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What to Cook Right Now

Category: Food & Drink,Lifestyle

Good morning. This is not an easy newsletter for me to write. I’ve taken a new job writing marketing materials for Aldrich Tilly, a start-up retail company that is seeking to disrupt the world of cooking sites like this one, primarily by offering customers better access to printed recipe assets. Elevator pitch: It’s an analog TikTok for food. It doesn’t matter if you don’t know what that means. We’ve secured $17 million in seed-round funding to make the whole thing a reality. So, later, gators: I’m taking my Tesla and moving to Presidio Heights.

Just kidding! April Fools’ Day! I wouldn’t leave you for commerce for anything. This is all I know how to do. Pay the joke forward by making this cake this tonight, for deployment after a fine feast of fettuccine with ricotta and mint (above). The table will swoon: It’s delicious. But you’ll get them good with the no-joke-joke ingredients: cherry cola, chocolate, mayonnaise and sauerkraut. And that’s no April Fool! It’s true, and we’re all indebted to Rozanne Gold for bringing it into our pages back in 1994. (Chicken in a watermelon is no less real, though it takes a long time to cook. Here’s proof!)

More seriously, you should check out this new David Tanis recipe for chicken paillard with black-olive tapenade, arugula and shaved Parmesan. Also, this terrific new Kay Chun recipe for hot and sour dumpling soup. And this big baked ziti with sausage meatballs and spinach.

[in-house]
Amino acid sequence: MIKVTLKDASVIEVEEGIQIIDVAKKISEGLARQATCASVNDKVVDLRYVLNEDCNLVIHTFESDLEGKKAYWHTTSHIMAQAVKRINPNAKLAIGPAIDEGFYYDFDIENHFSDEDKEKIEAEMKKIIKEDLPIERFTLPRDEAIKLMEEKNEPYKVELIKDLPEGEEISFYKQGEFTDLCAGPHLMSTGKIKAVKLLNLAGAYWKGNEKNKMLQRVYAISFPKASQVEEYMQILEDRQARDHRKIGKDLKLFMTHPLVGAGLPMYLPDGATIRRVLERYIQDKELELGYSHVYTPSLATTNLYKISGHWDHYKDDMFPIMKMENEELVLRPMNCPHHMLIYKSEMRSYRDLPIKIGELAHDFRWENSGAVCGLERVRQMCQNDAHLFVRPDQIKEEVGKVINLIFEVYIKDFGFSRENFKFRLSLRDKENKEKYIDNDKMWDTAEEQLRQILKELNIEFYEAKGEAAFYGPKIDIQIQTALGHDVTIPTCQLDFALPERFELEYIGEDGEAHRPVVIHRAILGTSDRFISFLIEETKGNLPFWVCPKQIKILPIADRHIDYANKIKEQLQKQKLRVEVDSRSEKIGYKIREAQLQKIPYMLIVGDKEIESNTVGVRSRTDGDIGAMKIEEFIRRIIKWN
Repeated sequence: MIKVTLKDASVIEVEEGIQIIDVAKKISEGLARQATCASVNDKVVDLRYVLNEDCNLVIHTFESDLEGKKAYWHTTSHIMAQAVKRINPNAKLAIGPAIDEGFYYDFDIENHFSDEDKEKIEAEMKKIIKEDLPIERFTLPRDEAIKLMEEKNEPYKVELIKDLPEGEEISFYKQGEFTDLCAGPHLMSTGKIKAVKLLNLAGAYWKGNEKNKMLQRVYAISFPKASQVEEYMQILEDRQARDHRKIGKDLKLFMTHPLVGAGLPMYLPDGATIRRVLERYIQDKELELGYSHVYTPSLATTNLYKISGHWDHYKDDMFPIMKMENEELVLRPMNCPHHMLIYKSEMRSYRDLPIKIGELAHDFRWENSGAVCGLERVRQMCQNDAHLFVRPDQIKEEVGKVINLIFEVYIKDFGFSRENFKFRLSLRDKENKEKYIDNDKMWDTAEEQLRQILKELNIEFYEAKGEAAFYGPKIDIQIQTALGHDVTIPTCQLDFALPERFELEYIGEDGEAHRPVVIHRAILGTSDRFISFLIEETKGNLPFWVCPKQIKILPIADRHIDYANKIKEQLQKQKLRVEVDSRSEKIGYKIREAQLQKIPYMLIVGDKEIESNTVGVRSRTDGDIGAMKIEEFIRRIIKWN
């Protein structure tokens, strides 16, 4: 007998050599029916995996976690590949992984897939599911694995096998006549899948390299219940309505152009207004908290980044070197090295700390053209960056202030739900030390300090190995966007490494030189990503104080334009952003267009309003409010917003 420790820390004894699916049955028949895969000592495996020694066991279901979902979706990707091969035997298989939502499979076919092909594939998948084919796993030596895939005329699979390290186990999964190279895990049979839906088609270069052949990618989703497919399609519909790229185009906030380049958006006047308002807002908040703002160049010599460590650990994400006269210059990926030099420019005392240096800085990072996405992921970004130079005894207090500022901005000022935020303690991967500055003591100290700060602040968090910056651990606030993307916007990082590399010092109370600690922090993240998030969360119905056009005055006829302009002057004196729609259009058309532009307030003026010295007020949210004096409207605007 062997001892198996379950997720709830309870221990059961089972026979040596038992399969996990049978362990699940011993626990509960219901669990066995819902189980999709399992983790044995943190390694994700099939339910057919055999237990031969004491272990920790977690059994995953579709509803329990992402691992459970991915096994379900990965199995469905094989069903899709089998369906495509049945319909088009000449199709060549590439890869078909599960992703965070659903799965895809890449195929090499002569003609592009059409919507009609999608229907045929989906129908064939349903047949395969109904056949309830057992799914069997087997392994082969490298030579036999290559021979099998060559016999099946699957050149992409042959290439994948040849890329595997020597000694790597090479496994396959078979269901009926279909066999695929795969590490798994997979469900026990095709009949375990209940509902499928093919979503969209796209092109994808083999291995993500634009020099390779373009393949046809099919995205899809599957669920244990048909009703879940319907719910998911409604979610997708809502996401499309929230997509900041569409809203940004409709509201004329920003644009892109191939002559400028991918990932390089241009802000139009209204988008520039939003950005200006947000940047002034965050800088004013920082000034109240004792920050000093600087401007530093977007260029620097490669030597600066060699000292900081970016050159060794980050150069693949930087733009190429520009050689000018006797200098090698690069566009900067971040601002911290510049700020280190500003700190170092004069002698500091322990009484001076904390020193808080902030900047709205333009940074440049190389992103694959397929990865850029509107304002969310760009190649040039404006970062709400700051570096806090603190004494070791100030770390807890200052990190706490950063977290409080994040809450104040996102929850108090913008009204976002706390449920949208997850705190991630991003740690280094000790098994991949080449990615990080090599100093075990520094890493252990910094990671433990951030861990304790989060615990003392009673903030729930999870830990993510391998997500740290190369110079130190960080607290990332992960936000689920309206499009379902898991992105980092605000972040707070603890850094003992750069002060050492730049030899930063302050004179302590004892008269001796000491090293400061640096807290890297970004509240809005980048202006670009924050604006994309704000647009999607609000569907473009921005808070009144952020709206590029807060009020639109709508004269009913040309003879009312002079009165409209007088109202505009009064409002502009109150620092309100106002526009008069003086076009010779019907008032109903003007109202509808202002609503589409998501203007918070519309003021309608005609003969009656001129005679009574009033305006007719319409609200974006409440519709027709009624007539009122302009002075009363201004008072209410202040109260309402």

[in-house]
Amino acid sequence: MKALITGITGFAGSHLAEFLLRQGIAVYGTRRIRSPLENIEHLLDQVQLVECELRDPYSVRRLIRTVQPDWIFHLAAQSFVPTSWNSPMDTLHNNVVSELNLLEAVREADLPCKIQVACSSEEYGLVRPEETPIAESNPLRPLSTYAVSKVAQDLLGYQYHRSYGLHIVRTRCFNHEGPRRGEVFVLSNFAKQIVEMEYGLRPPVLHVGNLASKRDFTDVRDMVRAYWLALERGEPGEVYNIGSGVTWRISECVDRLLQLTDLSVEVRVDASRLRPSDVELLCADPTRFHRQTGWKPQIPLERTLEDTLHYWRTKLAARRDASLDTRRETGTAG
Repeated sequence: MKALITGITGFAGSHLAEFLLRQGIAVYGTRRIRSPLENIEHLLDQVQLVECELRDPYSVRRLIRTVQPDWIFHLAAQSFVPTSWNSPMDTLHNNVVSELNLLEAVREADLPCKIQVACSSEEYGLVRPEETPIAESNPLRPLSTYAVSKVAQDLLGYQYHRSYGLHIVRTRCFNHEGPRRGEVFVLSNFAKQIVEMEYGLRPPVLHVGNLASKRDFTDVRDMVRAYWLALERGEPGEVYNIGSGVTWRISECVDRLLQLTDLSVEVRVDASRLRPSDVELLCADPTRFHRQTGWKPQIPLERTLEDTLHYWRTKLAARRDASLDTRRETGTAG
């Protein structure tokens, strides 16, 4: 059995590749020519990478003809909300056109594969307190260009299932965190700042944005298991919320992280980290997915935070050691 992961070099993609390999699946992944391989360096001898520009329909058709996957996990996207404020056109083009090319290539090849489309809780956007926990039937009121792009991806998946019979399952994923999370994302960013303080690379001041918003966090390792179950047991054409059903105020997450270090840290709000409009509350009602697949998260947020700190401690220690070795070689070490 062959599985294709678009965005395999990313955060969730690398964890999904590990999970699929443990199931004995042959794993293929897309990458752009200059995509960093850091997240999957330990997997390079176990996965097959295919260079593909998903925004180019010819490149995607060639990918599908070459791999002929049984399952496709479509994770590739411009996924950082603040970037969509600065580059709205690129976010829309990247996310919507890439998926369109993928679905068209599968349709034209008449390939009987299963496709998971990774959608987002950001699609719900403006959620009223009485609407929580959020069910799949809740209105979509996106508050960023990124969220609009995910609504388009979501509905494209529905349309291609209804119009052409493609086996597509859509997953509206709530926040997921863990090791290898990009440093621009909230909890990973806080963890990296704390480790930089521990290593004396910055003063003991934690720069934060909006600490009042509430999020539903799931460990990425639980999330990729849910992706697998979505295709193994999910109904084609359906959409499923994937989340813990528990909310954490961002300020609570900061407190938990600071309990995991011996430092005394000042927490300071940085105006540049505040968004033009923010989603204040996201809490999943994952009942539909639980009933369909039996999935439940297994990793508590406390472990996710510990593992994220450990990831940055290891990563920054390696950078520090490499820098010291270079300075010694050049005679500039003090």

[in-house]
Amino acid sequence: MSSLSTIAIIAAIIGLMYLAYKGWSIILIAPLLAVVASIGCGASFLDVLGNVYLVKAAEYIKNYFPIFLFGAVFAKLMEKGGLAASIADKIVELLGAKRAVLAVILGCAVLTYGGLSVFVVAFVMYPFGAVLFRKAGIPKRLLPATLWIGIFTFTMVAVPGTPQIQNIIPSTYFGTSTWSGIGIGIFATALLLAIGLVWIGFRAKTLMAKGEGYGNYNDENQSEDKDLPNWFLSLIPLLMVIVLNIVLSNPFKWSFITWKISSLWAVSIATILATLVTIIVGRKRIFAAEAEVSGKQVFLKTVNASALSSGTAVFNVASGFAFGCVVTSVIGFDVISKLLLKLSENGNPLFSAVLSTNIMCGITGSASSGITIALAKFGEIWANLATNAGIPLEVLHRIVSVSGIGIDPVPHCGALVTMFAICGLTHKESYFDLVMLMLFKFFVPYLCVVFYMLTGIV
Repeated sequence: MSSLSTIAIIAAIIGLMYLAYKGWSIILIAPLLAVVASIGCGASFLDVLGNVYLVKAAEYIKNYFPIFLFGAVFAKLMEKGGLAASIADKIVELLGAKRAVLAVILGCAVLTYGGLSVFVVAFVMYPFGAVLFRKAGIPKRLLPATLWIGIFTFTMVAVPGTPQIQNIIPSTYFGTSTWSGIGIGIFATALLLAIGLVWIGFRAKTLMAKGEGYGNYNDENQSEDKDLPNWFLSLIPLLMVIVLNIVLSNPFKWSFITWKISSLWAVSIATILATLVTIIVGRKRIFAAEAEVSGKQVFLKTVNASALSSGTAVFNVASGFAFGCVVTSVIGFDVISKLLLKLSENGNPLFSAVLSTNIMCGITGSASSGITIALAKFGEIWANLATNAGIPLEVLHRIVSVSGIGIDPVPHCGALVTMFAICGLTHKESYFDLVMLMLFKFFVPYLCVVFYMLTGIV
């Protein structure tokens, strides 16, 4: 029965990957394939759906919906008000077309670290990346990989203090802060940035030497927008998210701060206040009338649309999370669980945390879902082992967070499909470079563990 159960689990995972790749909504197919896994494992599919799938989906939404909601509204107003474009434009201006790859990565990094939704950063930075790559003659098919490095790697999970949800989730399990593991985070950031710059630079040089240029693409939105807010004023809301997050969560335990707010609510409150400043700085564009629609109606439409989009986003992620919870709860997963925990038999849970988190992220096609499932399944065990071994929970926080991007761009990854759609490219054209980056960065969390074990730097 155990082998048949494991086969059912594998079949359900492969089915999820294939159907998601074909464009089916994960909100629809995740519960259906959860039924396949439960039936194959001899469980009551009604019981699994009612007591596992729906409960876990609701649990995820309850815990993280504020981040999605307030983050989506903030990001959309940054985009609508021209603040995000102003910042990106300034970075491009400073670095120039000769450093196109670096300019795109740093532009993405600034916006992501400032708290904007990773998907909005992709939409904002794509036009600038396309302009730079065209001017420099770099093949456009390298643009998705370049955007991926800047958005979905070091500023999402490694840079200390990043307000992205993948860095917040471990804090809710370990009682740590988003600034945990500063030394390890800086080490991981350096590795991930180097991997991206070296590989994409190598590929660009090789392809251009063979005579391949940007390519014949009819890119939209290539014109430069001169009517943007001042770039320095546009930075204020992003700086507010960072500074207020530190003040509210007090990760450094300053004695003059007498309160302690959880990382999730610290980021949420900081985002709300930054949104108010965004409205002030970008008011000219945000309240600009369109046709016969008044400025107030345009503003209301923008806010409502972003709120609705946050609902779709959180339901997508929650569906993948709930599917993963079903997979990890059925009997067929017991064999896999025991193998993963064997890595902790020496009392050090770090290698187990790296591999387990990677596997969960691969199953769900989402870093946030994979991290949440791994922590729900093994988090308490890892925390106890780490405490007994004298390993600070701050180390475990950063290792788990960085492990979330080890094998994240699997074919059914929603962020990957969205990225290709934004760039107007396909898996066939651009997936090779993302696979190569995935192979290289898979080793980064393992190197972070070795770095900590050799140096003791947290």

Make yourself a top-of-the-month promise. April is when you’re going to get your pantry together, when you’re going to step up your sheet-pan dinner game, when you’re going to stop spending a gajillion dollars a month on yogurt and start making your own.

And absolutely while you’re at it pledge to make things you maybe haven’t made before: Portobello patty melts, say, or scallion pancakes with squid; veal Pojarski; tamarind ketchup; clam-chowder pizza.

Thousands and thousands more recipes to cook right now are lined up in neat rows on NYT Cooking, waiting on your attentions. Just make sure you have a subscription to our site and apps, so you can search and save unhindered.

Follow along with our work in and out of the kitchen on our Instagram and Twitter feeds — and see what your neighbors and colleagues in the delicious are up to by joining the NYT Cooking community on Facebook. If you run into trouble along the way, with your cooking or our technology, please ask us for help: cookingcare@nytimes.com. We will get back to you.

Now, it’s nothing to do with pranks, potatoes or the smell of saffron, but I recently pointed out to a friend that you can tell what side of the car the gas cap is on by looking at the indicator arrow that’s on the gas gauge on the dashboard. Does it point left? That’s where the cap is! Right? Right! He looked at me as if I’d shown him a room in his apartment that he didn’t know he had.

Anyway: Road & Track has a nice guide to all the letters and numbers and such that are printed on the sidewall of your car’s tires. Watch and learn, and the information will hold you in good stead when you replace them because they’re bald.


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